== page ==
Skin Color Matters in Everyday Cancer Care

By Stephanie DeMeyer, MA, Elaine S. DeMeyer, RN, MSN, AOCN®, BMTCN® - Last Updated: December 22, 2022

Oncology nurses must continually examine implicit biases to ensure patients receive the best care possible. Therefore, skin color matters when making decisions in cancer care. You have likely heard of racial bias and its impact on morbidity and mortality rates for patients of color. However, there is a subset of racial bias called “color bias” that nurses also need to be aware of due to its potential clinical impact.   

How Is Color Bias Different Than Racial Bias? 

Racial bias is a more significant systemic problem, and color bias is a type of racial bias. For example, racial bias affects cancer prevention and detection. Research shows that the overall cancer screening rate is lower among people of color than their White counterparts. However, color bias is more specific than racial bias. An example of color bias is that subtle graft-versus-host disease (GVHD) erythema may be challenging to assess on darker skin colors if health care professionals lack an understanding of color differences.     

Color bias reveals the inadequate education and training on darker skin tones that make it challenging to provide equitable care to all patients regardless of skin color. Clinical trials, publications, scales for grading, and normal ranges for test results mainly have been based on information from a White population. If you recognize where the science came from, you will know where it might fall short in being inclusive of your patient. For timely interventions, oncology nurses must identify and intervene in different clinical manifestations of all skin colors.  

What Are Examples of Color Bias? 

Although more effort is moving toward inclusivity, cancer care teams must realize the limitations of current information that is not color sensitive. The following are just 2 examples of color bias. 

  • Dermatology. Skin changes are a prime example of color bias in health care. Frequently, photographs of actual patients are used to help health care professionals identify skin conditions. Unfortunately, these photos overwhelmingly skew toward lighter skin colors. For example, in a 2020 study, researchers found that 92% of articles published about COVID-19–related dermatologic manifestations used pictures of the Fitzpatrick I-III skin type (ivory through light brown). In addition, even though Black people made up 13.4% of the population, more than double the COVID-19 cases (30%) occurred in Black patients at the time of publication—a clear example of racial bias.  

In an article in the New York Times, Jenna Lester, MD, director of the Skin of Color Program at the University of California, San Francisco, said, “If you’re only trained to look at something in one color, you won’t recognize it in another color.” Tools like visualDx focus on curating an image library of medical conditions on all skin types to help health care providers make better diagnoses for their patients of color.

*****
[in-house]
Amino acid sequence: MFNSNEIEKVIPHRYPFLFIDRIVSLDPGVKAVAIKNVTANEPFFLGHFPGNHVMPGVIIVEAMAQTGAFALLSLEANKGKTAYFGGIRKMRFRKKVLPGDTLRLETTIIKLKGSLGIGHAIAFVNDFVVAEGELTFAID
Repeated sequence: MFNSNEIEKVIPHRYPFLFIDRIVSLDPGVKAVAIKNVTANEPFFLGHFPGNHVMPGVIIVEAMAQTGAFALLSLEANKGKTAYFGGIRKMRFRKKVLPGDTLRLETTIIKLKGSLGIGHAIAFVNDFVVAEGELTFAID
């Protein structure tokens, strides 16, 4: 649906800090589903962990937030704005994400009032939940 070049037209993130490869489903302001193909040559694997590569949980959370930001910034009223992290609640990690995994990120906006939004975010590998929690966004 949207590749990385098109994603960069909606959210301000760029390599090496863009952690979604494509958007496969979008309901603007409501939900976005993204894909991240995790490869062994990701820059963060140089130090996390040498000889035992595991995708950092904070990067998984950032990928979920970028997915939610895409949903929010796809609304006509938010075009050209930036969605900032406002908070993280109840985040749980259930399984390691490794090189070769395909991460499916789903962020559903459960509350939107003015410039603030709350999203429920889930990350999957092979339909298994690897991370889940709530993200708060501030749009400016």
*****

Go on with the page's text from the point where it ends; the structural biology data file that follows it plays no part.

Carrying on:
• Pulse oximeters. An FDA panel discussed several studies that found pulse oximeters register higher oxygen level readings in people with darker skin tones. Unfortunately, darker skin color interferes with the light passing through the fingertip, leading to inaccurate results. Studies dating back to 1990 have tried to bring attention to this issue; the COVID-19 pandemic was a catalyst to bring it into the spotlight.  

During the pandemic, blood oxygen levels were used to make critical care decisions, and inaccurate readings could have contributed to the higher mortality rate for people of color. For example, a University of Michigan study found that patients “who received inaccurate oximeter readings posted saturation levels of 92% to 96%, when their levels were 88%, meeting the 90% or below the threshold for oxygen therapy set by the CDC.” As a result, the FDA is currently examining how to improve pulse oximeter testing, regulation, and use for care decisions.  


How Can Oncology Nurses Help Fight Color Bias?  

Take the time to educate yourself and your colleagues on color bias and its impact on patient care. Oncology nurses must be aware of the shortcomings of current medical information. For example, the science to define “normal” does not comprise America’s racial makeup. Instead, it is based on a very limited White sample. If you know this occurs, you can intervene until science catches up. Oncology nurses must be more “color aware” to close the gap toward health equity.  


Implicit Bias and Racial Disparities in Health Care 

Quality of Life in Patients With Skin of Color and Chronic Graft-vs-Host Disease 

Identifying Diagnostic Bias in Skin of Color 

Dermatology Has a Problem With Skin Color 


Pulse Oximeters Are Inaccurate in People With Darker Skin, Studies Suggest. Now the FDA Is Reviewing. 

Pulse Oximeters Are Less Accurate in Hospitalized Black Patients